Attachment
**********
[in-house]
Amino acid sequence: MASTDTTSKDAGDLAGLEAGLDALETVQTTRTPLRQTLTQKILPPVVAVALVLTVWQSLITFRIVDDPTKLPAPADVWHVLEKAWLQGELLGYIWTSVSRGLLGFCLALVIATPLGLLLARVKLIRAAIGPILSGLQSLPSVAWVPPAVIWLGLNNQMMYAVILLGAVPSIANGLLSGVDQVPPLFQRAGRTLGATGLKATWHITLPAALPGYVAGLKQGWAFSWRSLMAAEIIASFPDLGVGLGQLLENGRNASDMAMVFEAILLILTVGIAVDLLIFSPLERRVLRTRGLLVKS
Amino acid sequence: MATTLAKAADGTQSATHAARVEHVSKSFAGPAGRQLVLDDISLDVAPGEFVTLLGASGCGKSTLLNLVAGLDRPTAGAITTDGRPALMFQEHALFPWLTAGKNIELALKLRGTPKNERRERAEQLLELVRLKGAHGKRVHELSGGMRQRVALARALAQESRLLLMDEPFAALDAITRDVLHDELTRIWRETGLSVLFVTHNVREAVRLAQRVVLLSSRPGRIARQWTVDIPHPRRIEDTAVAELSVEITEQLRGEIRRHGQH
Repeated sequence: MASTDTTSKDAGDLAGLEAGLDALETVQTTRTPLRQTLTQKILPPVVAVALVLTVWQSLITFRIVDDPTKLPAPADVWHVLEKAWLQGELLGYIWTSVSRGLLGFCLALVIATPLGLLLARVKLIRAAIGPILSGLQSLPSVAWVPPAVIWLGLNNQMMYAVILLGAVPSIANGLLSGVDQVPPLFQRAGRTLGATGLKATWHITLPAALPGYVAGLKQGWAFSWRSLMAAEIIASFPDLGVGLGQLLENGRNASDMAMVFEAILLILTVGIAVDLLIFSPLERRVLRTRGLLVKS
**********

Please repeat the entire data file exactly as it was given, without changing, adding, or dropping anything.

[in-house]
Amino acid sequence: MASTDTTSKDAGDLAGLEAGLDALETVQTTRTPLRQTLTQKILPPVVAVALVLTVWQSLITFRIVDDPTKLPAPADVWHVLEKAWLQGELLGYIWTSVSRGLLGFCLALVIATPLGLLLARVKLIRAAIGPILSGLQSLPSVAWVPPAVIWLGLNNQMMYAVILLGAVPSIANGLLSGVDQVPPLFQRAGRTLGATGLKATWHITLPAALPGYVAGLKQGWAFSWRSLMAAEIIASFPDLGVGLGQLLENGRNASDMAMVFEAILLILTVGIAVDLLIFSPLERRVLRTRGLLVKS
Amino acid sequence: MATTLAKAADGTQSATHAARVEHVSKSFAGPAGRQLVLDDISLDVAPGEFVTLLGASGCGKSTLLNLVAGLDRPTAGAITTDGRPALMFQEHALFPWLTAGKNIELALKLRGTPKNERRERAEQLLELVRLKGAHGKRVHELSGGMRQRVALARALAQESRLLLMDEPFAALDAITRDVLHDELTRIWRETGLSVLFVTHNVREAVRLAQRVVLLSSRPGRIARQWTVDIPHPRRIEDTAVAELSVEITEQLRGEIRRHGQH
Repeated sequence: MASTDTTSKDAGDLAGLEAGLDALETVQTTRTPLRQTLTQKILPPVVAVALVLTVWQSLITFRIVDDPTKLPAPADVWHVLEKAWLQGELLGYIWTSVSRGLLGFCLALVIATPLGLLLARVKLIRAAIGPILSGLQSLPSVAWVPPAVIWLGLNNQMMYAVILLGAVPSIANGLLSGVDQVPPLFQRAGRTLGATGLKATWHITLPAALPGYVAGLKQGWAFSWRSLMAAEIIASFPDLGVGLGQLLENGRNASDMAMVFEAILLILTVGIAVDLLIFSPLERRVLRTRGLLVKS